Small Businesses Still Struggling with Wikipedia
Now in its tenth year, Wikipedia boasts a massive volume of user-generated content that ensures it comes up in the top few results for virtually any search engine query. The site is incredibly useful and is an undeniable success story... but not everyone is thrilled about it.
Countless former Wikipedia contributors who have seen their work deleted or accounts disabled remain both frustrated and confounded by Wikipedia's stringent deletion policy. Though it was not created as a social network or an online marketing tool, the unrivaled power and visibility of Wikipedia in search results has turned it into a platform upon which everyone -- especially small businesses -- want to be featured.
At Odds with Small Business
Throughout the last decade, Wikipedia has been a magnet for the small business community, and just about everyone wants to capitalize on Wikipedia's promotional muscle. But Wikipedia's editors are as infamous as they are adept at banishing anyone who comes close to self promotion on the site. As a result, some have resorted to highly controversial tactics to claim their share of digital ink.
Gregory Kohs, a research practitioner with a Fortune 100 company, says there's no shortage of methods one can employ to effectively pull the wool over Wikipedia's eyes. In a recent interview with the Intuit Small Business Blog, Kohs shared several of these tips -- and Wikipedia's supporters and volunteers were quick to express their disdain (informally) for them.
Although Wikimedia representatives did not respond to requests for an on-the-record interview to rebut to the piece that sparked such ire, the web is full of material about Wikipedia's posting and deletion policies. Still, the sheer bulk of information available doesn't make the process any more transparent, according to those who remain outside of Wikipedia's good graces.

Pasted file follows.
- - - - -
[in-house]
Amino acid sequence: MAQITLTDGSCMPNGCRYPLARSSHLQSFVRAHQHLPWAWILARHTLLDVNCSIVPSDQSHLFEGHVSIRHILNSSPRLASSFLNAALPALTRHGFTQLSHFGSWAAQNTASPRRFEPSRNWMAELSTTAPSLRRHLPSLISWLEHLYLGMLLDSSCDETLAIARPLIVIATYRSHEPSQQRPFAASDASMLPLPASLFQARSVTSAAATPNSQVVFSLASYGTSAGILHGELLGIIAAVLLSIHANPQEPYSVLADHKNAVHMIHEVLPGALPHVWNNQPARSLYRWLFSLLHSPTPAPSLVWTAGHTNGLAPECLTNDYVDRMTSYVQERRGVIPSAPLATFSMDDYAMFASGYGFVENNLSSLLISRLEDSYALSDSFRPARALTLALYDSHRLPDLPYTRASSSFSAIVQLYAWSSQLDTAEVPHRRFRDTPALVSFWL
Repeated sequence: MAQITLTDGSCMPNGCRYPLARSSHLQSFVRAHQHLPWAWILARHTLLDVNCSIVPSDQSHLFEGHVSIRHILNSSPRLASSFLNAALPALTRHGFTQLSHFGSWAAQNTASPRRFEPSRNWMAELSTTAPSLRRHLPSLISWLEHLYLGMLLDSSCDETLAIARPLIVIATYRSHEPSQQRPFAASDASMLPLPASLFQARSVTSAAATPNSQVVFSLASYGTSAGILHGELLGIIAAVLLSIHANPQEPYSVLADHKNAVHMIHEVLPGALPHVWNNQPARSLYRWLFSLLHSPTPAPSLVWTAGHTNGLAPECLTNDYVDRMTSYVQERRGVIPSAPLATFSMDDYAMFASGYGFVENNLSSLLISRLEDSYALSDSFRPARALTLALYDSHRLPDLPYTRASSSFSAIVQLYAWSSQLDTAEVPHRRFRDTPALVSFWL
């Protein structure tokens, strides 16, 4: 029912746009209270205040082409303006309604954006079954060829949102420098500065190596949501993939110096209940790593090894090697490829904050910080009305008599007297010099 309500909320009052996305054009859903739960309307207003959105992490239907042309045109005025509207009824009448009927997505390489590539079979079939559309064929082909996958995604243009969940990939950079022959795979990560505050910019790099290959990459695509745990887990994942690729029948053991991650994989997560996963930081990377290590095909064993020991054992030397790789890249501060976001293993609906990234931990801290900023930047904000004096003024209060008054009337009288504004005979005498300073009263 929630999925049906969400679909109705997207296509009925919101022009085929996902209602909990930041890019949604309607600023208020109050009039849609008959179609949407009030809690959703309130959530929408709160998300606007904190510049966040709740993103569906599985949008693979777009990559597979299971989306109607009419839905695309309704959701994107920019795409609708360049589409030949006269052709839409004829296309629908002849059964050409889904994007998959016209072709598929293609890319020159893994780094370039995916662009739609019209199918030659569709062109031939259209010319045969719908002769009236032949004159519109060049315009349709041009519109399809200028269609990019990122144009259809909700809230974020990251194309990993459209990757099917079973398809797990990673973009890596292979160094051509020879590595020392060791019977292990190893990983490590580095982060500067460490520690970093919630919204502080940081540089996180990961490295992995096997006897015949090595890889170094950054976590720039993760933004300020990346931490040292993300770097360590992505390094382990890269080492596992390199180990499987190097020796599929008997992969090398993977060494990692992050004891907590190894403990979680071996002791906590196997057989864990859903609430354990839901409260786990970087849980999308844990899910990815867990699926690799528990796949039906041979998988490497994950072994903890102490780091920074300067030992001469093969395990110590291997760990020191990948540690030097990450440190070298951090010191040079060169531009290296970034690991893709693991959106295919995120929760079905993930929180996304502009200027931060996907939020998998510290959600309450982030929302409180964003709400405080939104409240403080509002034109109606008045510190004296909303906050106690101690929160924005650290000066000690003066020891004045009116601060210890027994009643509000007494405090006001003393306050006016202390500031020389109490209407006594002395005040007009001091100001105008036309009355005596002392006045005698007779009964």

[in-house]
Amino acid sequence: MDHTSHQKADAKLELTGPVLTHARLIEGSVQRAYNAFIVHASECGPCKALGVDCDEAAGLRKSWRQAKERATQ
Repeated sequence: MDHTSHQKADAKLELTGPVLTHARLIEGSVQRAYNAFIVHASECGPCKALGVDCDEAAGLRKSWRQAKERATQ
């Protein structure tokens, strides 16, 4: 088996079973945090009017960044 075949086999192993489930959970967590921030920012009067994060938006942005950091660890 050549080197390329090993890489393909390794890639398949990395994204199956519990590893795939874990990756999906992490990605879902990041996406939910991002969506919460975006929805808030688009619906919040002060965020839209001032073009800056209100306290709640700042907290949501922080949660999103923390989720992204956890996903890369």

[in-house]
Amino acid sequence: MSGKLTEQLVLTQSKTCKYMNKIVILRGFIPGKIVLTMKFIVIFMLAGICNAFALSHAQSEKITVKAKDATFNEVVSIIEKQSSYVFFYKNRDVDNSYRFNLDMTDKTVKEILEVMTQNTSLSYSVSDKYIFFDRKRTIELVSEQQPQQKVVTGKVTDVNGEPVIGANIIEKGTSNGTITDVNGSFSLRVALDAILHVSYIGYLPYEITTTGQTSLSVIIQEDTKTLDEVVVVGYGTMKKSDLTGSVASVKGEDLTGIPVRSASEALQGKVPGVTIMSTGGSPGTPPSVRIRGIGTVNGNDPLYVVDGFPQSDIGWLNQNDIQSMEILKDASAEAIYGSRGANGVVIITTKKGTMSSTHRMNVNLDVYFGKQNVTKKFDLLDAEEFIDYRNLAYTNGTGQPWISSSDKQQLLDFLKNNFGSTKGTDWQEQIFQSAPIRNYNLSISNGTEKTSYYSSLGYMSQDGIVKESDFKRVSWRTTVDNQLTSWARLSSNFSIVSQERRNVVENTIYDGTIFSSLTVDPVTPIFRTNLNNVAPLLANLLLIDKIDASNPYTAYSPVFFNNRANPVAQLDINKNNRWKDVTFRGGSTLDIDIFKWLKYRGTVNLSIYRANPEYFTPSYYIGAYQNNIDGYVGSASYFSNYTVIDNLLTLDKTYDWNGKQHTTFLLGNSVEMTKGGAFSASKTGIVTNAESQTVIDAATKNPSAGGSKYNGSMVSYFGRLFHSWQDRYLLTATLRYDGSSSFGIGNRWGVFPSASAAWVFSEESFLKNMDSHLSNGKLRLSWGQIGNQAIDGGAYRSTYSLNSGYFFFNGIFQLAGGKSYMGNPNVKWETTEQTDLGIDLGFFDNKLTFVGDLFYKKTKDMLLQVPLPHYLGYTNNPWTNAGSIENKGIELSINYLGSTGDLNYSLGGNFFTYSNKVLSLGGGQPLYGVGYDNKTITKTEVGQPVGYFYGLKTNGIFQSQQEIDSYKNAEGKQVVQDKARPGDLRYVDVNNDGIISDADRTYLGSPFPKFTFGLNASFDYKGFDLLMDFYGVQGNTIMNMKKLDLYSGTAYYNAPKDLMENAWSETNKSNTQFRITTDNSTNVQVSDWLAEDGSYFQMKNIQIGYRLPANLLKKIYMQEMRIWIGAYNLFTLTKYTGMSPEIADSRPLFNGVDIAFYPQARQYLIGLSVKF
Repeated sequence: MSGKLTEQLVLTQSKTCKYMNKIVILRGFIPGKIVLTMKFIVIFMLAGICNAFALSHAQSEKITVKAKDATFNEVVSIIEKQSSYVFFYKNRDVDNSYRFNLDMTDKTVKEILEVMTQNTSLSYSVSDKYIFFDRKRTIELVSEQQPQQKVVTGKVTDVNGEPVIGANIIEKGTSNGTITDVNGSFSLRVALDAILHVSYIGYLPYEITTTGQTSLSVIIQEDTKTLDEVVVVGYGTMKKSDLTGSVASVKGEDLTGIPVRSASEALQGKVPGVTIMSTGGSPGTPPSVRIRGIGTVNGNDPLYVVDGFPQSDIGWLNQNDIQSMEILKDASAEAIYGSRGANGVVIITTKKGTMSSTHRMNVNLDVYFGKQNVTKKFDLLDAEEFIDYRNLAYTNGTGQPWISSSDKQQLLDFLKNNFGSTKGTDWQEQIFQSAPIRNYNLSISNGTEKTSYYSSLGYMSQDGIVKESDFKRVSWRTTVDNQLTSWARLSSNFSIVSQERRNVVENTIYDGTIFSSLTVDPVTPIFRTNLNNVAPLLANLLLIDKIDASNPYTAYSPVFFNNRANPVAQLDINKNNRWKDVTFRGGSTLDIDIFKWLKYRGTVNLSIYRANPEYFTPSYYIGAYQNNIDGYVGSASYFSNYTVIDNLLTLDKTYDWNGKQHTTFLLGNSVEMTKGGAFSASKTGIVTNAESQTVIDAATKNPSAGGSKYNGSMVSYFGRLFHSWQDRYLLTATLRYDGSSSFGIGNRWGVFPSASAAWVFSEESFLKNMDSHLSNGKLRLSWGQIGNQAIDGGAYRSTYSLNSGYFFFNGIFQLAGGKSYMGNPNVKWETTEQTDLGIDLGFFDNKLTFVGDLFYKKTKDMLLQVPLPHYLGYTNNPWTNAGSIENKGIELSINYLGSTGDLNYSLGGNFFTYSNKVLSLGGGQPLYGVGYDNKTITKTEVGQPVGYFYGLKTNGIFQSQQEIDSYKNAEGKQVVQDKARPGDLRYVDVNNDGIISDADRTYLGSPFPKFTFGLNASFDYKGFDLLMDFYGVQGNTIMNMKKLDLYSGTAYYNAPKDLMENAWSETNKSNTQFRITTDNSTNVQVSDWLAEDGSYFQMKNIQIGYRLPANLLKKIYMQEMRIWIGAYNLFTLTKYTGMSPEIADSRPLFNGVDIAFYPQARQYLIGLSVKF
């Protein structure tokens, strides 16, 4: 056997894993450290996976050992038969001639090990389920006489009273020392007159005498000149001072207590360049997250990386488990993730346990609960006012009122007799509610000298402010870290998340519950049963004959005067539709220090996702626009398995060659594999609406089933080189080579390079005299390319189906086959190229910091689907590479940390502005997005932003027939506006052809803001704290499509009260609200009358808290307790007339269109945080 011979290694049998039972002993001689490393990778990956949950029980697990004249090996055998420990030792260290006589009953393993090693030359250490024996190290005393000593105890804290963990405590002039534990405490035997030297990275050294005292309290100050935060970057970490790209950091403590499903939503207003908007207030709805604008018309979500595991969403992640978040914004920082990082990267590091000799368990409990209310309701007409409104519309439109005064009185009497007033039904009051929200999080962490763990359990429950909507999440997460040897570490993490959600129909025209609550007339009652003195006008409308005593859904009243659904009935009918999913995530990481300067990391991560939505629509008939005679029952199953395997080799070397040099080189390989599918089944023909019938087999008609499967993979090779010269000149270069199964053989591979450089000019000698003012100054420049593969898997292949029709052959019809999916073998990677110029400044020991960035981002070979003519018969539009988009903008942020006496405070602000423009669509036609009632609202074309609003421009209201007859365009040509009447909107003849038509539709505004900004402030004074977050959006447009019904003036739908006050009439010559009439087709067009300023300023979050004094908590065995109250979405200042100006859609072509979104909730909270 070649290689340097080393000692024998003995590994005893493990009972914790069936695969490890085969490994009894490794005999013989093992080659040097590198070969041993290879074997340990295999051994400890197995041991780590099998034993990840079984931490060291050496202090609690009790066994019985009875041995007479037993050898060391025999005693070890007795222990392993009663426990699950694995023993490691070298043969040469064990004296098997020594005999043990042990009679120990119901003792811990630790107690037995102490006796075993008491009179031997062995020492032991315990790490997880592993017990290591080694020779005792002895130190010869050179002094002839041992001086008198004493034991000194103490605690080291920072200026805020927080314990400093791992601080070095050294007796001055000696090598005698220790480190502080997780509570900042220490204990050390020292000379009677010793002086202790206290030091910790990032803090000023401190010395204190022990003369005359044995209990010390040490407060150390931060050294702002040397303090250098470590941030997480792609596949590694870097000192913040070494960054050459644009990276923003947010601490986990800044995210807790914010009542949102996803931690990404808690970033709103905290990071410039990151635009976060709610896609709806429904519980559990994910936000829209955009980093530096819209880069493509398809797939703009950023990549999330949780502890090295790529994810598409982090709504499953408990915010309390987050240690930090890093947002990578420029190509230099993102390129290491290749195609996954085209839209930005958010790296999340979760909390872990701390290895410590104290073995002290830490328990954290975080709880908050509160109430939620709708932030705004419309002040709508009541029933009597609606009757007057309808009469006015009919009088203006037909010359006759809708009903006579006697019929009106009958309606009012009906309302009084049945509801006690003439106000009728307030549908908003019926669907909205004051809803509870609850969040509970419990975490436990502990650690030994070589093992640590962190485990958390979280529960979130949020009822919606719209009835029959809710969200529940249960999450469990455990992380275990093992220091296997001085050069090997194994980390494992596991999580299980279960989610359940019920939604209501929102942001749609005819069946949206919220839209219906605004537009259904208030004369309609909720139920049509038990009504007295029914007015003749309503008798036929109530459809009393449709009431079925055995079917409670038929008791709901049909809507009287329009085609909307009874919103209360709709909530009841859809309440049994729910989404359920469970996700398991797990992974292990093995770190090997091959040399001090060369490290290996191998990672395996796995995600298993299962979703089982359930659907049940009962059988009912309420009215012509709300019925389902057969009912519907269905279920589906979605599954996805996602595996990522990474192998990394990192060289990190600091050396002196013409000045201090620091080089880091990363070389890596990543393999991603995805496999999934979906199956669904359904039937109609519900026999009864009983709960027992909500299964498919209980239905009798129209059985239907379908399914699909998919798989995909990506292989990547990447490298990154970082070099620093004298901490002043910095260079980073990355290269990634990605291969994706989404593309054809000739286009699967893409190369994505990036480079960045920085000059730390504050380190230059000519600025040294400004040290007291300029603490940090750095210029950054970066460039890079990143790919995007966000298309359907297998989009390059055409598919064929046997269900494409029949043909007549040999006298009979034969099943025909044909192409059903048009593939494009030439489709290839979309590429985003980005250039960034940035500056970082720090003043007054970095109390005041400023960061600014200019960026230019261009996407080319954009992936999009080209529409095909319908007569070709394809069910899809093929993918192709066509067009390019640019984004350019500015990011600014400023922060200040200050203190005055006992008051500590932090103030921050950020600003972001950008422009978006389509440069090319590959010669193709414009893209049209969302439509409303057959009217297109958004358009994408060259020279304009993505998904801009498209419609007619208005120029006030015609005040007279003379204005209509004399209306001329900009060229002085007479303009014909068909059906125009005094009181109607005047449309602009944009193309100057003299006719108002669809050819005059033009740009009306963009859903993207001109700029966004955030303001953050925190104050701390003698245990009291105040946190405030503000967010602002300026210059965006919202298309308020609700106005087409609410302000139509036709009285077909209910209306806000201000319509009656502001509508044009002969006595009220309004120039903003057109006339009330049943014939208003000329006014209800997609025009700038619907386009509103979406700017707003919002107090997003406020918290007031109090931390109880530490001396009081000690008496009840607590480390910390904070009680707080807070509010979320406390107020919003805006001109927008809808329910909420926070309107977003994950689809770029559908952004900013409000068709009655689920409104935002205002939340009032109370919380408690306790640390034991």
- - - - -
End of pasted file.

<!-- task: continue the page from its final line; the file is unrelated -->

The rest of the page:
“Wikipedia is a complex culture, and sometimes it can feel like the free encyclopedia everyone can edit... except me,” Jay Walsh, a spokesperson for the Wikimedia Foundation, stated in early 2010. Walsh confirms that Wikipedia's team of staff and volunteers are charged with discouraging users from creating articles about themselves or their companies. It's the so-called "Switzerland Syndrome," a conscious and aggressive effort to remain a bastion of unbiased and "neutral" information.
As far as Wikipedia is concerned, one thing is clear; a small business can only be the subject of an acceptable Wikipedia profile if the company is notable -- that is, the subject has obtained "significant coverage in reliable, independent secondary sources." Of course, a formal request for an article can always be made, but the content for that article will ultimately have to be provided by somebody unrelated to your company. Per the site's rules:
The Wikipedia community strongly discourages articles written by individuals close to a subject because of the difficulty in writing objectively about your organization, yourself, your family, or your work, in line with Wikipedia's conflict of interest and autobiography rules.